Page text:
AU - Strifler, Gerda

AU - Hartmann, P.

AU - Ferdinandy, Péter

AU - Bartekova, Monika

AU - Borós, M.

AU - Görbe, A.

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N2 - l-Alpha-glycerylphosphorylcholine (GPC) is a widely used food supplement. GPC has been shown to exert beneficial effects in several organs; however, the cardiac effects of GPC have yet to be investigated. The aim of the present study was therefore to map out the effects of GPC on cardiac myocytes, with or without ischemia–reperfusion insult. Neonatal rat cardiac myocytes were treated with GPC at 1, 10, 80, and 100 µM concentrations for 15 min, 3 h, or 24 h, respectively. Cell viability by calcein assay and the degree of oxidative stress by DHE (superoxide level) and H2DCF (total ROS accumulation) staining were measured. In separate experiments, cardiomyocytes were pre-treated with the optimal concentration of GPC for 3 h and then cells were exposed to 4 h of simulated ischemia followed by 2 h of reperfusion (SI/R). Cell viability was measured at the end of the SI/R protocol. In normoxic conditions, the 15-min and the 3-h GPC treatment did not affect cell viability, total ROS, and superoxide levels. Under SI/R conditions, the 3-h GPC treatment protected the cardiac myocytes from SI/R-induced cell death and did not alter the level of oxidative stress. The 24-h GPC treatment in normoxic conditions resulted in significant cell death and increased oxidative stress at each concentration. Here we provide the first evidence for the cytoprotective effect of short-term GPC treatment. However, long-term administration of GPC may exert cytotoxicity in a wide concentration range in cardiac myocytes. These results may draw attention to a comprehensive cardiac safety protocol for the testing of GPC.

AB - l-Alpha-glycerylphosphorylcholine (GPC) is a widely used food supplement. GPC has been shown to exert beneficial effects in several organs; however, the cardiac effects of GPC have yet to be investigated. The aim of the present study was therefore to map out the effects of GPC on cardiac myocytes, with or without ischemia–reperfusion insult. Neonatal rat cardiac myocytes were treated with GPC at 1, 10, 80, and 100 µM concentrations for 15 min, 3 h, or 24 h, respectively. Cell viability by calcein assay and the degree of oxidative stress by DHE (superoxide level) and H2DCF (total ROS accumulation) staining were measured. In separate experiments, cardiomyocytes were pre-treated with the optimal concentration of GPC for 3 h and then cells were exposed to 4 h of simulated ischemia followed by 2 h of reperfusion (SI/R). Cell viability was measured at the end of the SI/R protocol. In normoxic conditions, the 15-min and the 3-h GPC treatment did not affect cell viability, total ROS, and superoxide levels. Under SI/R conditions, the 3-h GPC treatment protected the cardiac myocytes from SI/R-induced cell death and did not alter the level of oxidative stress. The 24-h GPC treatment in normoxic conditions resulted in significant cell death and increased oxidative stress at each concentration. Here we provide the first evidence for the cytoprotective effect of short-term GPC treatment. However, long-term administration of GPC may exert cytotoxicity in a wide concentration range in cardiac myocytes. These results may draw attention to a comprehensive cardiac safety protocol for the testing of GPC.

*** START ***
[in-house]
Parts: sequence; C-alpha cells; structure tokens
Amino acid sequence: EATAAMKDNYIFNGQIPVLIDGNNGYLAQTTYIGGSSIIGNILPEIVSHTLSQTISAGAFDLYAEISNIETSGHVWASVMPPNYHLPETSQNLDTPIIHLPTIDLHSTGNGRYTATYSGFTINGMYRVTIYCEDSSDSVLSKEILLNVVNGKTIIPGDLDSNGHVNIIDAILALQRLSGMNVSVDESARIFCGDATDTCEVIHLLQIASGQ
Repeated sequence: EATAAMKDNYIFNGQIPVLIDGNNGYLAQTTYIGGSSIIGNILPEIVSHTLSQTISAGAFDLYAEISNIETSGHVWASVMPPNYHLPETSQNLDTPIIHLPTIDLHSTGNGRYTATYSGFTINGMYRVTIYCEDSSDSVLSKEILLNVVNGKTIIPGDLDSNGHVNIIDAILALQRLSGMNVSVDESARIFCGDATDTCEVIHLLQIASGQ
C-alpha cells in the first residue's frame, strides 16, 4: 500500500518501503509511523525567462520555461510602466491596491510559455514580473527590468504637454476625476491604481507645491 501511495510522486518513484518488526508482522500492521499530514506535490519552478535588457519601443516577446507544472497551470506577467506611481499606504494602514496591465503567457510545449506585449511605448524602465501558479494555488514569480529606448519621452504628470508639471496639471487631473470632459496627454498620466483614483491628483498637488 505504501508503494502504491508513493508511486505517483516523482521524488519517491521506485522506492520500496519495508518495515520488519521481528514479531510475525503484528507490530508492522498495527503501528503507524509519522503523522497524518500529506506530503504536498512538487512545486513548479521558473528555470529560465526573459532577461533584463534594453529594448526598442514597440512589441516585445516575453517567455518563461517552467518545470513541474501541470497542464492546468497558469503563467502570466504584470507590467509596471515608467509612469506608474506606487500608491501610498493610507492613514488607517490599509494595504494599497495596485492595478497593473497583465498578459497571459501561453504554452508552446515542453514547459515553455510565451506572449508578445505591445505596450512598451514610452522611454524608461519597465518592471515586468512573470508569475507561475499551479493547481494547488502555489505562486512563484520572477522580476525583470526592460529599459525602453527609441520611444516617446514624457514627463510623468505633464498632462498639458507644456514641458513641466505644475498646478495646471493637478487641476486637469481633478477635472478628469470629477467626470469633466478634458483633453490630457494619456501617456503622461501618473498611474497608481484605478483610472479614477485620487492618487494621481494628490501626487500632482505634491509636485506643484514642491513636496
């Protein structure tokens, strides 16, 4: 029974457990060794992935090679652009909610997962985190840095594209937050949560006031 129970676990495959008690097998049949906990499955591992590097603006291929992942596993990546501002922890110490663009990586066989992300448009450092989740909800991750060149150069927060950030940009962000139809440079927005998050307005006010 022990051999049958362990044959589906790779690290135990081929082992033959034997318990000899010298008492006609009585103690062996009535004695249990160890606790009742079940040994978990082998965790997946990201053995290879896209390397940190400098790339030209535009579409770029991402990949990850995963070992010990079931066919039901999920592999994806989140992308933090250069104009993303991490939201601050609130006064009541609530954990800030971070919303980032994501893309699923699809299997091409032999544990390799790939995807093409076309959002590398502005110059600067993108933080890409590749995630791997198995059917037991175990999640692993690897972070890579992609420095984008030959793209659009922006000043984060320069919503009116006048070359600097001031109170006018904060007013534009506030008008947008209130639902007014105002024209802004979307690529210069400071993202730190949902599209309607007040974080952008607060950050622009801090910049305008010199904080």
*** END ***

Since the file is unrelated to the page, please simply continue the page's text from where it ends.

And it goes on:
KW - l-Alpha-glycerylphosphorylcholine

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KW - Oxidative stress